Pontus Petterstrom, drafted in the 7th round this summer, could possibly be out for the season with an injury.

Has any Rangers’ prospect fallen off the radar as much as Russian Evgeny Gusakov? Gusakov, an 8th round selection in 1999, came over to North America for the 1999-00 season and had 25 goals and 47 points in 61 gamesfor the Baie-Comeau Drakker of the QMJHL. He had 31 points through 32 games the following season before leaving the team and heading back home to Russia. He was being hyped up as a potential power forward when he was drafted, but now there is no information.

Pavel Brendl scored his first NHL goal last week. Brendl never seemed to be a favorite of Glen Sather, but he hasn’t been that bad. In the first game of the season for the Flyers Brendl was very impressive and unfortunately was robbed on two breakaways by Panthers’ goaltender Trevor Kidd. Brendl hurt his ankle later in the game, and just returned to the lineup recently. Hopefully this doesn’t turn into another Tony Amonte or Doug Weight nightmare.

Jamie Lundmark has adjusted pretty well to the pro game, as he has 4 goals and 8 points in 9 games for the Hartford Wolf Pack of the AHL. Lundmark has been playing on a line with AHL veteran Brad Smyth and Brad Mehalko. Smyth has been a dominant offensive force in the AHL and him on the same line as Lundmark has only helped the 20 year old center. Lundmark had a pretty solid pre-season, but was sent down to Hartford to get some quality ice time, which he would not have received had he stayed with the Rangers. Lundmark could be brought up by the Rangers later in the season for a brief audition, but expect him to spend the majority of the year improving his game with the Wolf Pack.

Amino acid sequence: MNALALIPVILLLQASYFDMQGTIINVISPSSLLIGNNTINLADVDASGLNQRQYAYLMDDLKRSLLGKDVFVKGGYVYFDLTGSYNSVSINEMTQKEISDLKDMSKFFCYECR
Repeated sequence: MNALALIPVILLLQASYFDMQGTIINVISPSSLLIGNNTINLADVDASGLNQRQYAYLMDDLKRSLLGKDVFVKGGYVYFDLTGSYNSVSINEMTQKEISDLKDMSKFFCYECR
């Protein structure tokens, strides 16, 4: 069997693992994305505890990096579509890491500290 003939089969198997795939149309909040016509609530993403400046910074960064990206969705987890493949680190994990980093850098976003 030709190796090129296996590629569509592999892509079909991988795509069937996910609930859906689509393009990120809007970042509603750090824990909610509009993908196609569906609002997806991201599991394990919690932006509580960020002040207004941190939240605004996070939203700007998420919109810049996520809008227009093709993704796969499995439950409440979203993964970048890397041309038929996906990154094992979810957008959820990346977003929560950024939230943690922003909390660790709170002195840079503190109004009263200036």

Has anyone noticed that Tomi Kallarsson has finally gotten on to the score sheet? Through 19 games with Timra IK of the Swedish Elite league, Kallarsson has 2 goals and 3 assists along with 47 penalty minutes. This comes after he didn’t register a point at all last season in 37 games. His first goal that he scored this season was his first in at least 4 seasons. He played a total of 87 games for HPK Hameenlinna in Finland from 1997-00, and only was able to manage 5 assists, and they all came in the 1999-00 season in which he suited up for 50 games. Originally drafted in the 4th round in 1997, Kallarsson has been compared by some to current Rangers’ defenseman Tomas Kloucek. If Kallarsson turns out to be anywhere close to as good as Kloucek has been, it will be surprising. Another season or so in Europe will likely be in store for Kallarsson before he comes across seas to play for the Wolf Pack.